Finally, petitioners argue that a Clean Streams permit was required before sludge could be applied to the Kuehnle site. We disagree.
Section 201 of the Clean Streams Law,*fn4 provides that: "No person or municipality shall place or permit
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to be placed, or discharge or permit to flow, or continue to discharge or permit to flow, into any of the waters of the Commonwealth, any sewage except as hereinafter provided in this act."
In the instant case, the Board found that "the permitted application rate . . . [would] not result in water pollution runoff. . . ."*fn5
Dr. John Walker, an Environmental Protection Agency physical scientist, testified that:
If you were applying a rate of [sludge] application for a crop that was 75 percent of what the crop needed, [as in the instant case,] and you did this year after year, I don't know how you could cause a situation in which you are going to build up nitrogen levels in the soil such that you are going to have pollution problems, a groundwater pollution problem or a surface water pollution problem from that application.*fn6
Although there was testimony to the contrary, judgments as to the credibility and the weight of the evidence are for the EHB. A. H. Grove & Sons, Inc. v. Department of Environmental Resources, 70 Pa. Commonwealth Ct. 34, 452 A.2d 586 (1982).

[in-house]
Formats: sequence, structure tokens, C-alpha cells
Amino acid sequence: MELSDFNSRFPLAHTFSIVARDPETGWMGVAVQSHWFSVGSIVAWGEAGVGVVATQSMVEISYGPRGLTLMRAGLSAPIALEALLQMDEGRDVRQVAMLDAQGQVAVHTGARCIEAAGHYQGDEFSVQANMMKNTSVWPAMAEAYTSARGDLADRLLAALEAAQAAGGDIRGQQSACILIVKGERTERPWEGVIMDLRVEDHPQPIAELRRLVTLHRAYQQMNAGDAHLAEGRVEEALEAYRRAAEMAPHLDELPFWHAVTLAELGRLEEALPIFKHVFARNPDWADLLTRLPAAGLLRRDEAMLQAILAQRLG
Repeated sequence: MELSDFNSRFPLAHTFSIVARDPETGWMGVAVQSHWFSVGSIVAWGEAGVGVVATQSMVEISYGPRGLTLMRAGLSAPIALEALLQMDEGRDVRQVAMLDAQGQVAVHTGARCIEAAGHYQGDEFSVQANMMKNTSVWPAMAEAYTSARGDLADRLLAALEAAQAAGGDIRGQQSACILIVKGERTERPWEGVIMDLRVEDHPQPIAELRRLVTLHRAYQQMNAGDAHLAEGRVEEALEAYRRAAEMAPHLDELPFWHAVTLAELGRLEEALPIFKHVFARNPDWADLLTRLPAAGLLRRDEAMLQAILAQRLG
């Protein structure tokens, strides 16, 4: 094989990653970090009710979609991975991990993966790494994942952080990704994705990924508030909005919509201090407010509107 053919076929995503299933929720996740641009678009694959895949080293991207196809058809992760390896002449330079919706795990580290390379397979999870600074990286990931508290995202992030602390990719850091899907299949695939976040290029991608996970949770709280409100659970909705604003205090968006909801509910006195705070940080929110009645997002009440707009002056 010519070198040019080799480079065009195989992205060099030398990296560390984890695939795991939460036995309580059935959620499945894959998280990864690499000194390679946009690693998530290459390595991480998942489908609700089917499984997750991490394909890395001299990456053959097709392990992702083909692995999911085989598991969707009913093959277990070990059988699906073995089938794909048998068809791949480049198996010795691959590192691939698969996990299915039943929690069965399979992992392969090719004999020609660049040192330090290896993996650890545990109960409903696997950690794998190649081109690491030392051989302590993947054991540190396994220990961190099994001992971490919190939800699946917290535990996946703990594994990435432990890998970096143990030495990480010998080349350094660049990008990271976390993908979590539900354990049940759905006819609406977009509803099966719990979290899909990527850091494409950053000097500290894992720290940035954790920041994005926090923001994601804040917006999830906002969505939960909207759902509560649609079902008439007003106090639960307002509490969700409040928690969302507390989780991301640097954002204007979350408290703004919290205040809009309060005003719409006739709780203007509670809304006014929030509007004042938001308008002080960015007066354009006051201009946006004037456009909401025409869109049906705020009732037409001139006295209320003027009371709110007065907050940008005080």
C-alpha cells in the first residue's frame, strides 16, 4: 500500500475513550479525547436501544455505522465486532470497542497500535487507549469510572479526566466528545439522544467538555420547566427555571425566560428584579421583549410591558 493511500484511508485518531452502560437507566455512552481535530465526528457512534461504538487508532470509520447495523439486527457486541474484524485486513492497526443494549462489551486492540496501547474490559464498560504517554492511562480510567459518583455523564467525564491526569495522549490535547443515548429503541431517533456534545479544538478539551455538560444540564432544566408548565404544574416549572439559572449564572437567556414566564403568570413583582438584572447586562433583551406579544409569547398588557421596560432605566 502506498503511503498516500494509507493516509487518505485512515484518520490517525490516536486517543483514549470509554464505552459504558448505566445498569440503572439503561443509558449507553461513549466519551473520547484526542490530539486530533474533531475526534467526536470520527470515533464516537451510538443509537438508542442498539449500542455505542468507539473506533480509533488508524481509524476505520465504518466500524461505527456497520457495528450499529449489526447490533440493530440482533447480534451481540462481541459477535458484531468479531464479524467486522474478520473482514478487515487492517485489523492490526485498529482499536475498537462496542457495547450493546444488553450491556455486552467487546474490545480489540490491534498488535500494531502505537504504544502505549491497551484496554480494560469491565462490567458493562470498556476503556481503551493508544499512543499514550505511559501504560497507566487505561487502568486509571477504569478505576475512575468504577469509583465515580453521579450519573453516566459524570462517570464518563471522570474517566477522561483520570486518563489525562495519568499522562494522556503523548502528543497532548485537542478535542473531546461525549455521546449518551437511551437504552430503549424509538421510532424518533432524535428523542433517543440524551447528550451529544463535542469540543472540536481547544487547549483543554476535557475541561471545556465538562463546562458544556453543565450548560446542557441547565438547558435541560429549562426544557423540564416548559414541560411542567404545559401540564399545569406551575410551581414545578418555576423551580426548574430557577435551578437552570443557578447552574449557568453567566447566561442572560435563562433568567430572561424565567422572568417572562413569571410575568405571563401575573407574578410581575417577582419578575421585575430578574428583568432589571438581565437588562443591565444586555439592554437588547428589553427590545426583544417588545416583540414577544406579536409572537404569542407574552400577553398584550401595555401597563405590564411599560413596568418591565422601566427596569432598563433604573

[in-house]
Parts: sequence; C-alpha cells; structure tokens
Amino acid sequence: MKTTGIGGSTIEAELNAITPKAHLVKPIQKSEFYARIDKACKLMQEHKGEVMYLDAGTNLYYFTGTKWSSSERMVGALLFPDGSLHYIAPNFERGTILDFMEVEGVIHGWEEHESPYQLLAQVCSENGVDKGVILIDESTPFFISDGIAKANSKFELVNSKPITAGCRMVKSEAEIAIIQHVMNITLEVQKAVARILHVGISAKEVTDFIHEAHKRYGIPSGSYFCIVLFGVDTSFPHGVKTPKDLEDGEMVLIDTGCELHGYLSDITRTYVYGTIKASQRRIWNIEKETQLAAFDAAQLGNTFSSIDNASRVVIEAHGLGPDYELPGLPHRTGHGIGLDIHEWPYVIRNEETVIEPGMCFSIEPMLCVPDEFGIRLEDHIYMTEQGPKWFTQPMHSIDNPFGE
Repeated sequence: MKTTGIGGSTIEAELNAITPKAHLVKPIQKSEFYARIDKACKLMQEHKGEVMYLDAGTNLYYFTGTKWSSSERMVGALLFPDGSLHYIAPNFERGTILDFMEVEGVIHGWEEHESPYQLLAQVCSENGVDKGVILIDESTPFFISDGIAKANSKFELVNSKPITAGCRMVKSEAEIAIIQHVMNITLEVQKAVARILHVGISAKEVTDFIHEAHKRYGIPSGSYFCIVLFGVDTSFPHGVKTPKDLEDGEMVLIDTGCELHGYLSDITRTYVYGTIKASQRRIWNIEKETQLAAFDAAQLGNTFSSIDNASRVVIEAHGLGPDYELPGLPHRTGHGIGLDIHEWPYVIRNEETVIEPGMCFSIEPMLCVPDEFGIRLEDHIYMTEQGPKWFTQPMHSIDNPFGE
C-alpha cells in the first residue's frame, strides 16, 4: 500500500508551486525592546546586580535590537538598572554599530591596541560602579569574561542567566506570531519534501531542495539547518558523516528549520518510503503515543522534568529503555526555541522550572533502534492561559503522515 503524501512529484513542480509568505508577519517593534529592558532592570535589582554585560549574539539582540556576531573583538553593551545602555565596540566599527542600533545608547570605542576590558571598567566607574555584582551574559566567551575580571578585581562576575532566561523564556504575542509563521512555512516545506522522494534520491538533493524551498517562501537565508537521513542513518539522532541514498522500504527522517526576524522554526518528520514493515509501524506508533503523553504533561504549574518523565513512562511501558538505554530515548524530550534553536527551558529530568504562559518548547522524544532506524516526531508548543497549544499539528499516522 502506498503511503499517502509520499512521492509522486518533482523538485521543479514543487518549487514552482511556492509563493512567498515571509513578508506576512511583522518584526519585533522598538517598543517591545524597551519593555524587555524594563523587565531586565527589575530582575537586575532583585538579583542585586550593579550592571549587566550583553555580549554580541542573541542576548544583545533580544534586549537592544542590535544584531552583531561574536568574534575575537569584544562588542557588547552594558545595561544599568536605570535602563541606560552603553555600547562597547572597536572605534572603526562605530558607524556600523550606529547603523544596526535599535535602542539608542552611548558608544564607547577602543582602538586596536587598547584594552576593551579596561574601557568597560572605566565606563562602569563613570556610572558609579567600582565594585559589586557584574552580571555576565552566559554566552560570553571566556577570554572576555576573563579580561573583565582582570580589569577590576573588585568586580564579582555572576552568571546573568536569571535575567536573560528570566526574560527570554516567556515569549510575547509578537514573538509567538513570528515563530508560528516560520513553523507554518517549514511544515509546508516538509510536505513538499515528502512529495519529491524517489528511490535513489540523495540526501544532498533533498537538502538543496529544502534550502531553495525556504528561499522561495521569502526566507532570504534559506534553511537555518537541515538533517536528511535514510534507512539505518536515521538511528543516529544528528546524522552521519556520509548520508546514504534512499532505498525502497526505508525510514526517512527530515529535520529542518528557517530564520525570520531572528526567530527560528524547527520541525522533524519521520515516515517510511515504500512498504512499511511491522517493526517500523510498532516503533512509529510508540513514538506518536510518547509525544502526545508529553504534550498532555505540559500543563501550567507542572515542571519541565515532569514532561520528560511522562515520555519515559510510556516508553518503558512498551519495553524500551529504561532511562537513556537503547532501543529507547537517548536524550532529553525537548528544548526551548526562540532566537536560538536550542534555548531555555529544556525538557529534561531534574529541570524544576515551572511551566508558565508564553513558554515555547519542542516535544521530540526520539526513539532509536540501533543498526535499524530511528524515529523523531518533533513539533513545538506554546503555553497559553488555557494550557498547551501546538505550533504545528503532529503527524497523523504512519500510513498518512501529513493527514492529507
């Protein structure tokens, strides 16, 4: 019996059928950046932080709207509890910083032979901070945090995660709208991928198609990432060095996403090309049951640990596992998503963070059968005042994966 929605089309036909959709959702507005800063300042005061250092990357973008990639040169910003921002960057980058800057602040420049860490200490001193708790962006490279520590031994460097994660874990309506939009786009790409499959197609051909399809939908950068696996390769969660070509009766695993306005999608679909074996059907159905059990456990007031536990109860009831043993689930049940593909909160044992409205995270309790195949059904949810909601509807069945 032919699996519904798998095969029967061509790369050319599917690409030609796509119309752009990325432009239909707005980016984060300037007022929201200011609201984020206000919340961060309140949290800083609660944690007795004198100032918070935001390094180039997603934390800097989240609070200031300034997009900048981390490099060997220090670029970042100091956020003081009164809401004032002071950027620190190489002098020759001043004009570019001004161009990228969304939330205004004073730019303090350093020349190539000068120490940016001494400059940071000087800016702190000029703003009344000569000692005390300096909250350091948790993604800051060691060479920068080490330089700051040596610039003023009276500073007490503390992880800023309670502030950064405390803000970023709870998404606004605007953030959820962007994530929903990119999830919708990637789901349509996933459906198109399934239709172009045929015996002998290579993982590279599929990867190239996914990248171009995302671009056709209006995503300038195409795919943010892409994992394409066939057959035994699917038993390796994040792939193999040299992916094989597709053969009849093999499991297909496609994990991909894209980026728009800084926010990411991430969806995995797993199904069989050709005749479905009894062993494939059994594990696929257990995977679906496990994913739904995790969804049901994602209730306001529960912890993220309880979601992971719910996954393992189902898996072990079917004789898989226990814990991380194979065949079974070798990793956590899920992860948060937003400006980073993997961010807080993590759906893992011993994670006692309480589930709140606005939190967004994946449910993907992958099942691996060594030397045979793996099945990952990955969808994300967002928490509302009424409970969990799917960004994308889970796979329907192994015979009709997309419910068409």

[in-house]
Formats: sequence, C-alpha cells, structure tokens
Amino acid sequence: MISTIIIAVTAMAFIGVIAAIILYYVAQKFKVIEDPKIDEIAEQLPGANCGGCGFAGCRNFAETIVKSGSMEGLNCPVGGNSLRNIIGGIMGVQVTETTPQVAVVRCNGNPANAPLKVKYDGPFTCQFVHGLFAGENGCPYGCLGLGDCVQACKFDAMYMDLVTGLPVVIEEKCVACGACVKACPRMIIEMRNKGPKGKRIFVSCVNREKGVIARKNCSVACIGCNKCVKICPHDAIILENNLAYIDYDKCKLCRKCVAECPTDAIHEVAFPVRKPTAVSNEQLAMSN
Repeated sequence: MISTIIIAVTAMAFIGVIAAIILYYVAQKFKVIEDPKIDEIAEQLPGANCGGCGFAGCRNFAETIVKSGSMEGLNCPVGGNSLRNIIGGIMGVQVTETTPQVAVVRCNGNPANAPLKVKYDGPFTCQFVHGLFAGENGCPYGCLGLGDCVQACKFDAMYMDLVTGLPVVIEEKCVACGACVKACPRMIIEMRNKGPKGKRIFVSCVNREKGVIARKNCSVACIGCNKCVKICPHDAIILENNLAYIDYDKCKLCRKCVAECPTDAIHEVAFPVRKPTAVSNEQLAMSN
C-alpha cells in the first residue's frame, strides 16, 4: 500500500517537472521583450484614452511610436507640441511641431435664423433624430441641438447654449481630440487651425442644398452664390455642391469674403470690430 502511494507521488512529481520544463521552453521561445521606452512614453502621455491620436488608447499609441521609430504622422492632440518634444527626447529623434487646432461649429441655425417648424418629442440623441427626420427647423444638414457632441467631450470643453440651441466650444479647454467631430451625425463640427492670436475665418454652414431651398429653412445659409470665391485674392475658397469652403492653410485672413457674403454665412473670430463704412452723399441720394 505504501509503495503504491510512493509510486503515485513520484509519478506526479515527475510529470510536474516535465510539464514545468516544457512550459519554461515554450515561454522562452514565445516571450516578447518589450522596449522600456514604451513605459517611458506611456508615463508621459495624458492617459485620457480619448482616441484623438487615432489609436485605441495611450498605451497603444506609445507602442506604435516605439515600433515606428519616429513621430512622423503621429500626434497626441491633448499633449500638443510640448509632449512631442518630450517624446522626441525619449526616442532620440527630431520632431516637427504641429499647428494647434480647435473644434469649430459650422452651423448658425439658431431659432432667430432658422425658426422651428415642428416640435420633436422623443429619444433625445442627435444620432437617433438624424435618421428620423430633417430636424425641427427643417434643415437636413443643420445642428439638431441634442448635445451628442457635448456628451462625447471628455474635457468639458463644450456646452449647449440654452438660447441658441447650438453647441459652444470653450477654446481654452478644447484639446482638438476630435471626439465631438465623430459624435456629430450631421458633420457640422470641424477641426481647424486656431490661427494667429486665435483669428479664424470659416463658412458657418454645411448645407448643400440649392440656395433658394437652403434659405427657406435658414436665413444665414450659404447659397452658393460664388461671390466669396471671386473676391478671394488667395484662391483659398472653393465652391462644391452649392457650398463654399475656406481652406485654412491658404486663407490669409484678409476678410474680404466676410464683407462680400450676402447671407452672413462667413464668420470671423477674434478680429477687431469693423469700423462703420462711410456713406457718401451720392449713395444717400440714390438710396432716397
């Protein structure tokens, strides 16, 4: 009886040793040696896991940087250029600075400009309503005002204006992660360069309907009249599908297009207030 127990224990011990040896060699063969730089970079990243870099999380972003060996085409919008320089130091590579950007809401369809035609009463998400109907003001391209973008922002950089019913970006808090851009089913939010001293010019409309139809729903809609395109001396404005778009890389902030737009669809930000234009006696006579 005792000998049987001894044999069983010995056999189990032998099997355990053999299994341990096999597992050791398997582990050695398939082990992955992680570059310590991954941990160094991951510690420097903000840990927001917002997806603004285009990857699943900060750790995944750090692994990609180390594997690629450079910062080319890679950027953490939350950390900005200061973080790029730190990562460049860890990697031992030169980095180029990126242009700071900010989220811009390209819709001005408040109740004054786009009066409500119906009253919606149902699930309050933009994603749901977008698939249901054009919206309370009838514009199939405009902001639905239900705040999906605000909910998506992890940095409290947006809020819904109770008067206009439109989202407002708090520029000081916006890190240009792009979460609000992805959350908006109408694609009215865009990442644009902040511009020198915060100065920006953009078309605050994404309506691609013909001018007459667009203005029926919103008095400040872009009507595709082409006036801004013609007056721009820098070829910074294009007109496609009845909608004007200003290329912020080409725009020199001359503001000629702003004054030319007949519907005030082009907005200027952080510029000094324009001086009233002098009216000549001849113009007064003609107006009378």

For the aforementioned reasons, we affirm the order of the EHB which upheld DER's granting of the Solid Waste Disposal Permit. We reverse that part of the order which held that Bedminster Township lacked standing to appeal.
And Now, January 18, 1985, the order of the Environmental Hearing Board, Docket No. 77-128-W, dated September 26, 1980, is affirmed insofar as it relates to the granting of Solid Waste Disposal Permit
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No. 600015. The order of the Board is reversed insofar as it denied Bedminster Township standing to appeal.
Reversed in part and affirmed in part.